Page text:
I am really looking forward to Easter!

Saturday, December 25, 2010

December 25, 2010 ~ Day 16
A Cow, Not A Cup

Dan West was an ordinary American farmer placed in extraordinary circumstances by war and fate. As a Church of the Brethren relief worker in the Spanish Civil War, West was handed the job of rationing portions of milk to hungry children. One day as he fulfilled his duties it occurred to him that "These children don't need a cup, they need a cow".

From this humble inspiration sprang Heifers for Relief, an organization formed in 1944 to provide needy families with both livestock and training. No longer would impoverished parents have to rely upon outside aid to feed their kids... instead, they would be granted the gift of lifetime use of an animal along with instructions for its care. There was only one condition. Recipients agreed to 'pay it forward' by agreeing to donate one of the animal's healthy offspring to another needy family. This way, each gift could continue giving.

West's philosophy reminds me of the ancient Chinese proverb ascribed to Confucius... "Give a man a fish and you feed him for a day; teach a man to fish and you feed him for a lifetime."

I could write a much longer article on the history of American agricultural subsidies to farmers in developing nations and the tremendous harm they have inflicted upon local economies. That, however, would not be very Christmasy.

So instead of a treatise, how about a brief explanation of US farm subsidy policy for anyone unfamiliar with how it works.

Each year the United States produces an enormous amount of food, beyond our actual needs. Because these few crops flood the global market, the price of the food drops ~ not just in our country but around the globe.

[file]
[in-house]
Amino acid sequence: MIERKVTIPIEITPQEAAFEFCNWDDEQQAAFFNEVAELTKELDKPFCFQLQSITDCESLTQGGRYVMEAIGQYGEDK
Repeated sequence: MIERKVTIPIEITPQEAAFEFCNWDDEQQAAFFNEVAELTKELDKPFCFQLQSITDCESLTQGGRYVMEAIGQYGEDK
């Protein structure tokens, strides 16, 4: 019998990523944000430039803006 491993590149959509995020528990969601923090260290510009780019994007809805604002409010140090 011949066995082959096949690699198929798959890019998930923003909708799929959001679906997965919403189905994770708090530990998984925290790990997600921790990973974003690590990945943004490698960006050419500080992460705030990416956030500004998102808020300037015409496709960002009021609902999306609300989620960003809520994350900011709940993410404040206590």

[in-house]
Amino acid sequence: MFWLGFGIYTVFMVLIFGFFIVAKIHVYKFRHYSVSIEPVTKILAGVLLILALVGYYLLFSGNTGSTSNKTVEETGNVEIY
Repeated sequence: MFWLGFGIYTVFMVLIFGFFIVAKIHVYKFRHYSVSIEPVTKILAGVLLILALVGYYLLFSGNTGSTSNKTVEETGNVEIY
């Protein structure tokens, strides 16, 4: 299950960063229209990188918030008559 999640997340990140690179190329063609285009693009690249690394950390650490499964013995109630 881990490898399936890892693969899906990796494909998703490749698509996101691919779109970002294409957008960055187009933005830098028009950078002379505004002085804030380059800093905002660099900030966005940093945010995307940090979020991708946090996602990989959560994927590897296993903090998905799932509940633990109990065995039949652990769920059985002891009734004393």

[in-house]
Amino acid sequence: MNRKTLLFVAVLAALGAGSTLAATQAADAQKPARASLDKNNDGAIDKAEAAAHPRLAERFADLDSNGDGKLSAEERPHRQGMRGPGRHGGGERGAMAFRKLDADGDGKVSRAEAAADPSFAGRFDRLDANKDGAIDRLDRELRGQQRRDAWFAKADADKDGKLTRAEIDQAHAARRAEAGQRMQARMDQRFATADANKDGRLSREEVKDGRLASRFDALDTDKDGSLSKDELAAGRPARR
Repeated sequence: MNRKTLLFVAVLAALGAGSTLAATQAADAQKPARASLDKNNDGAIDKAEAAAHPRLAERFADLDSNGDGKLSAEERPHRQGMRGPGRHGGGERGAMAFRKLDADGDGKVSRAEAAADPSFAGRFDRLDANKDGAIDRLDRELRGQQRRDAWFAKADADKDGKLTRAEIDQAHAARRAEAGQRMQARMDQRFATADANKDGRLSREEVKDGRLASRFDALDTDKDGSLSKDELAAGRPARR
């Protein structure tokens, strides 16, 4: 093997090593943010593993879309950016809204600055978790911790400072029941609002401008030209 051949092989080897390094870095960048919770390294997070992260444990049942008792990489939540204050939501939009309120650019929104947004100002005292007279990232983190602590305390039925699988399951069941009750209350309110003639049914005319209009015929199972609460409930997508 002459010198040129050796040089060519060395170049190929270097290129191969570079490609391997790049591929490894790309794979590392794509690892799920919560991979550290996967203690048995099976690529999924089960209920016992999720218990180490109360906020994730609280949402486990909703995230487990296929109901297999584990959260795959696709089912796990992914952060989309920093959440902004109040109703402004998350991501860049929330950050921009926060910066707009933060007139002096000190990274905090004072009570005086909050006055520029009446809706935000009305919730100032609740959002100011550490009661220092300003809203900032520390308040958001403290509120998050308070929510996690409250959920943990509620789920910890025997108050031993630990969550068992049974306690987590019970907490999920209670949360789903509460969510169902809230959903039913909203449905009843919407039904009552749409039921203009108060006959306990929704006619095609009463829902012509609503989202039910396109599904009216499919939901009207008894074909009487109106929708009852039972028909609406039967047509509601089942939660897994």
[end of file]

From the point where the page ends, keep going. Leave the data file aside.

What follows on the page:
When prices are too low to be profitable, American farmers are compensated with US government subsidies. These government subsidies actually motivate American farmers to plant mainly the crops that the US government will subsidize even in the case of drought or blight... usually staple crops which include cotton, corn, soy and wheat. (The over-production of corn explains in part why you can find corn or corn syrup listed as an ingredient in almost every processed American food, also in other products ranging from ice cream to biodegradable kitchen trash bags.)

Unfortunately, the US policy of flooding the global market with certain products also has a strong effect upon farmers worldwide, especially those in developing nations whose governments do not subsidize food production. A farmer in Africa, for example, would be equally affected by the overproduction of wheat in the American midwest... but without a government subsidy his family would suffer great financial hardship and even hunger.

The US government responds to this situation by sending large amounts of US federal aid to the farmers in developing nations. In turn, this encourages the African farmer and his peers to become less independent and more reliant upon millions of dollars of foreign aid to survive. It is an ugly scenario. If the United States would simply stop government subsidies of food production in our own country, the global food market would normalize and African farmers would likely be able to feed their kids with the profit from their own agriculture.